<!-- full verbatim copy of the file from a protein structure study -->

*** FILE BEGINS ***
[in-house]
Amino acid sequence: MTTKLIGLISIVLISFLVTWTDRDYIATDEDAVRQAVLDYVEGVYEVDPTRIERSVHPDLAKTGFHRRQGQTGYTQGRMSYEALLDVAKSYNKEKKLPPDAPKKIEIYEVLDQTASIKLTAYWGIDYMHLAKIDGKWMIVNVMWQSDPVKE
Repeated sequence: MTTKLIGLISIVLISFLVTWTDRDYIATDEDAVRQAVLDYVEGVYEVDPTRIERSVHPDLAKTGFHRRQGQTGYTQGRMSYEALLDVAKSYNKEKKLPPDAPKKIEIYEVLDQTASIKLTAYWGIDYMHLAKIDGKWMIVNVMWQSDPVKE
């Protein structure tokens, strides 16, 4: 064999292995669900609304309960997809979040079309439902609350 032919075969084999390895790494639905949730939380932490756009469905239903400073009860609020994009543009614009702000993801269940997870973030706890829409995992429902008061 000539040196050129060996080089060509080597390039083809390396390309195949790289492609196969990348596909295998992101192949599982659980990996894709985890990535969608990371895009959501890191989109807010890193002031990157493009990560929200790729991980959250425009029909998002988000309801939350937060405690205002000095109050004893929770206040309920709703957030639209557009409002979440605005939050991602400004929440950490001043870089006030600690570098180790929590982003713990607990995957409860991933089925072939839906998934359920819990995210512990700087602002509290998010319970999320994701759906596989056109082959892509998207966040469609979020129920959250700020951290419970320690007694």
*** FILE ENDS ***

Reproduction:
[in-house]
Amino acid sequence: MTTKLIGLISIVLISFLVTWTDRDYIATDEDAVRQAVLDYVEGVYEVDPTRIERSVHPDLAKTGFHRRQGQTGYTQGRMSYEALLDVAKSYNKEKKLPPDAPKKIEIYEVLDQTASIKLTAYWGIDYMHLAKIDGKWMIVNVMWQSDPVKE
Repeated sequence: MTTKLIGLISIVLISFLVTWTDRDYIATDEDAVRQAVLDYVEGVYEVDPTRIERSVHPDLAKTGFHRRQGQTGYTQGRMSYEALLDVAKSYNKEKKLPPDAPKKIEIYEVLDQTASIKLTAYWGIDYMHLAKIDGKWMIVNVMWQSDPVKE
């Protein structure tokens, strides 16, 4: 064999292995669900609304309960997809979040079309439902609350 032919075969084999390895790494639905949730939380932490756009469905239903400073009860609020994009543009614009702000993801269940997870973030706890829409995992429902008061 000539040196050129060996080089060509080597390039083809390396390309195949790289492609196969990348596909295998992101192949599982659980990996894709985890990535969608990371895009959501890191989109807010890193002031990157493009990560929200790729991980959250425009029909998002988000309801939350937060405690205002000095109050004893929770206040309920709703957030639209557009409002979440605005939050991602400004929440950490001043870089006030600690570098180790929590982003713990607990995957409860991933089925072939839906998934359920819990995210512990700087602002509290998010319970999320994701759906596989056109082959892509998207966040469609979020129920959250700020951290419970320690007694």